Avoiding the Traps
There are three main traps when navigating off the summit of Ben Nevis. Gardyloo Gully, Coire Eoghainn and the notorious Five Finger Gully. These are all the scenes of deaths, accidents and Mountain Rescue call-outs because people have made navigational mistakes.
Trap 1 – Gardyloo Gully
The dog-leg tactic described above is all about avoiding Trap 1, Gardyloo Gully. If you move 150 metres on 231 degrees then you will successfully have avoided it.
Trap 2 – Coire Eoghainn
However, if you follow 231 degrees for too far, then you will end up in Trap 2, Coire Eoghainn. That’s why it’s vital to go only 150 metres. Look at the map below and study the contour lines.
You will see that the summit area is very flat because the contour lines are widely spaced apart. In fact, to go 150m from the summit on 231 degrees, you cross only an ‘auxiliary contour’ (dashed) and not even a main contour line. This means you should be walking on the flat. However, if you continue to walk along the 231 degree line, you will start to cross many more contours, and on the map they are closer and closer together. This indicates a significant descent that is becoming steeper and steeper. So, as you measure your 150 metres, be on the alert for the ground beginning to descend. If it does so, you have gone too far.
Hopefully you will have made the turn in the dog-leg correctly and now be heading on a Grid bearing of 282 degrees towards safety. As you move along, you will no doubt see lots of large marker cairns to show the right route, but you will also see various deviations in the path (in summer) or foot-steps in the snow (in winter).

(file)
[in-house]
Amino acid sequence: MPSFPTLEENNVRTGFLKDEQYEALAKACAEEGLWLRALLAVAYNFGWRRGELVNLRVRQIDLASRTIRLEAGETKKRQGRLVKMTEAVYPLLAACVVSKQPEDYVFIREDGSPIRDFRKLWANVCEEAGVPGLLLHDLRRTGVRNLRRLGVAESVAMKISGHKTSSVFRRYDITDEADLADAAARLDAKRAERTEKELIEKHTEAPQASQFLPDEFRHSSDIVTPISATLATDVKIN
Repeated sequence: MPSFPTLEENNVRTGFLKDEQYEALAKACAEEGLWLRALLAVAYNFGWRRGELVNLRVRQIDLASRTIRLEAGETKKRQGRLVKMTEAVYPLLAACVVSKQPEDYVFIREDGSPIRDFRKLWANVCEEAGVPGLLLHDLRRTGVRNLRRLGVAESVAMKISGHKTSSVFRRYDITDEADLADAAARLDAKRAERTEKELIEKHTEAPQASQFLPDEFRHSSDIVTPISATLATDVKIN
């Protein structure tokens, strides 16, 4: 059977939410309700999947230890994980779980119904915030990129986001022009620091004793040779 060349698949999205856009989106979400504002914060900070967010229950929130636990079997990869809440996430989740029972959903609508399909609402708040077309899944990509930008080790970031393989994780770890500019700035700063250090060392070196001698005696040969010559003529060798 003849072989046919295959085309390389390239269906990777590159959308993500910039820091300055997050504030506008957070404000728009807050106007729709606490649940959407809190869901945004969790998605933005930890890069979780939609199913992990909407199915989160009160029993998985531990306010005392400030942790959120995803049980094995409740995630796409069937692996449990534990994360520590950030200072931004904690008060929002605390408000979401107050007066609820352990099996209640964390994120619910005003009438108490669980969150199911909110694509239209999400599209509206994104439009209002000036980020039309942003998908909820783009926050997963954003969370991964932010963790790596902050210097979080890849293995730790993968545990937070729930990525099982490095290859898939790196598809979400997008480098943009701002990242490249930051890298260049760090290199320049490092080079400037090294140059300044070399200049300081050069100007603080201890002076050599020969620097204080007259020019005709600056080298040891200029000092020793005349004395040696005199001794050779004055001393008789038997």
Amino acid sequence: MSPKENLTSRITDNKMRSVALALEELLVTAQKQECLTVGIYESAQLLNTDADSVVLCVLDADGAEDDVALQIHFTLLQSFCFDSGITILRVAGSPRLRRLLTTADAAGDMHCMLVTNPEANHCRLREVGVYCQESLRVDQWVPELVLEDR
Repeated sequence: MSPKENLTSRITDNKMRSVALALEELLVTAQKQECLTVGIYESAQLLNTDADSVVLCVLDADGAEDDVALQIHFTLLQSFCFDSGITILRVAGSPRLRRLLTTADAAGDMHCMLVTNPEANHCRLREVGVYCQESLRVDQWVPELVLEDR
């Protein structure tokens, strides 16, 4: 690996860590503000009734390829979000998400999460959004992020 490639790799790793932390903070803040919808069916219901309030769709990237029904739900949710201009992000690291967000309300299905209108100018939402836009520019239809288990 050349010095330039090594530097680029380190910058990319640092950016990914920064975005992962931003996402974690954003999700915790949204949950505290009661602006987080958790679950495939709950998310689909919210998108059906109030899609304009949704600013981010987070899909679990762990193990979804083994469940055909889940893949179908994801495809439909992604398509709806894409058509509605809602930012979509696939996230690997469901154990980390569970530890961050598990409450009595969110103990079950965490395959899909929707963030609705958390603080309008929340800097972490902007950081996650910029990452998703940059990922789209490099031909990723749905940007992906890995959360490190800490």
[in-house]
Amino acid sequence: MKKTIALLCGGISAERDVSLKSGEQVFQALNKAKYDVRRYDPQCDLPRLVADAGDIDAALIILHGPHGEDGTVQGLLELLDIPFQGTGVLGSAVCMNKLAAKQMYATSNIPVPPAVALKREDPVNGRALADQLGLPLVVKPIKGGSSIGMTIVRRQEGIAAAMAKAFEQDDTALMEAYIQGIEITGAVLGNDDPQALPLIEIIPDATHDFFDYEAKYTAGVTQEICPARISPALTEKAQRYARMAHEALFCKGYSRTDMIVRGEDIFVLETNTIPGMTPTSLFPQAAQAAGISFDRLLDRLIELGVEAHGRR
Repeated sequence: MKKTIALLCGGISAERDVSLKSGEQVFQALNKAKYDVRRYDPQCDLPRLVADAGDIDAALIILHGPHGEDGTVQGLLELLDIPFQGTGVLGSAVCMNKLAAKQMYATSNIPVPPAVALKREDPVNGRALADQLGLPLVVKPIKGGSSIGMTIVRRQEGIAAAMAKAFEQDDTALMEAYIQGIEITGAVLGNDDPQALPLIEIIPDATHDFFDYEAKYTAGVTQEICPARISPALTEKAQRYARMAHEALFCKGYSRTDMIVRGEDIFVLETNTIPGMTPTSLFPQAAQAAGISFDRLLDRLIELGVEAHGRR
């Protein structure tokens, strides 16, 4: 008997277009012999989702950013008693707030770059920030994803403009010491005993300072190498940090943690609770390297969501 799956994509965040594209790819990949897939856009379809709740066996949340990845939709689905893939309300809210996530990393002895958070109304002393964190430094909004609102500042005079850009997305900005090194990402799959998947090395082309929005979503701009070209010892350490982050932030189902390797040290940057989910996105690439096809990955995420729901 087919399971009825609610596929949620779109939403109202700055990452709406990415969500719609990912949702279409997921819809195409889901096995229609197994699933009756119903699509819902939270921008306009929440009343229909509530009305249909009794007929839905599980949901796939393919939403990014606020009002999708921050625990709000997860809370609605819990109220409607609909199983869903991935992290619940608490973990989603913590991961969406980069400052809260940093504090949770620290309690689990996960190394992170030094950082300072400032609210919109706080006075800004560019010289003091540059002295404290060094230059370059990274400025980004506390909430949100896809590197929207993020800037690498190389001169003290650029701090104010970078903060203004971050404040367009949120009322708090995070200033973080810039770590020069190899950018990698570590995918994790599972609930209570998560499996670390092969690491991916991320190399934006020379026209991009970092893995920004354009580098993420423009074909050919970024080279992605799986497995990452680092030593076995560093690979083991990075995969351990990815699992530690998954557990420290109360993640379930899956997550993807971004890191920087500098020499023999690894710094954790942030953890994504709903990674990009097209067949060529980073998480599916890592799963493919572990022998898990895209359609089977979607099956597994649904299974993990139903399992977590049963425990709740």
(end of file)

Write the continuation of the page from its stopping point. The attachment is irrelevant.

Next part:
Trap 3 – Five Finger Gully
In terms of pure navigation, blindly following foot-steps or alternative paths is never a good plan and almost always leads to getting confused. But from a practical perspective, especially in deep snow, it is obviously going to be physically easier to follow an existing trail. You just need to keep your eye on the navigation and make sure you know where they are heading.
There are splits and variations in the path which you are unlikely to have noticed on your way up, but which now give confusing choices in descent. As long as you are still heading in the direction of 282 degrees then all is well. But watch out for the scenario in the picture below. If you have inadvertently moved onto a more southerly path, then you will be heading towards Five Finger Gully. This path should veer back north again, but if you miss the bend then you will be at the top of the cliffs of Five Finger Gully before you know it.
During this leg of the journey, the key thing to remember is that if you have any sign of steep ground to your west, south-west or south – then you have strayed off route.
Navigating off Ben Nevis Summit – Summary
Navigating off the summit of Ben Nevis safely will make sure you don’t become one of the Mountain Rescue statistics. In summary, this is what you need to do:
- Be aware of the problem (which you already are if you have read this article).
- Don’t underestimate the difficulty of navigating off Ben Nevis if conditions are against you – and they very often will be, especially in winter.
- Go prepared – take a map, a compass, have the knowledge of how to use them, and a take GPS if you like.
- Don’t follow your GPS blindly.
- Know how to set a bearing on your compass and follow it. First 231 degrees and then 282 degrees.
- Know how to measure 150 metres on the ground. Around 90-100 double-steps should be about right.
- Watch out for going further than 150 metres. Be alert for the ground dropping away. You should be on the flat for the first part of the dog-leg.
- Watch out for straying onto different paths. Make sure you stay on 282 degrees on the second part of the dog-leg. Any steep ground to your west or south is a bad sign.
- Once you are through the narrow ‘window’ between Five Finger Gully and No 3 Gully (to the north) then you should reach the relative safety of the main zig-zags on the Mountain Path.
All maps reproduced by kind permission of HARVEY Maps.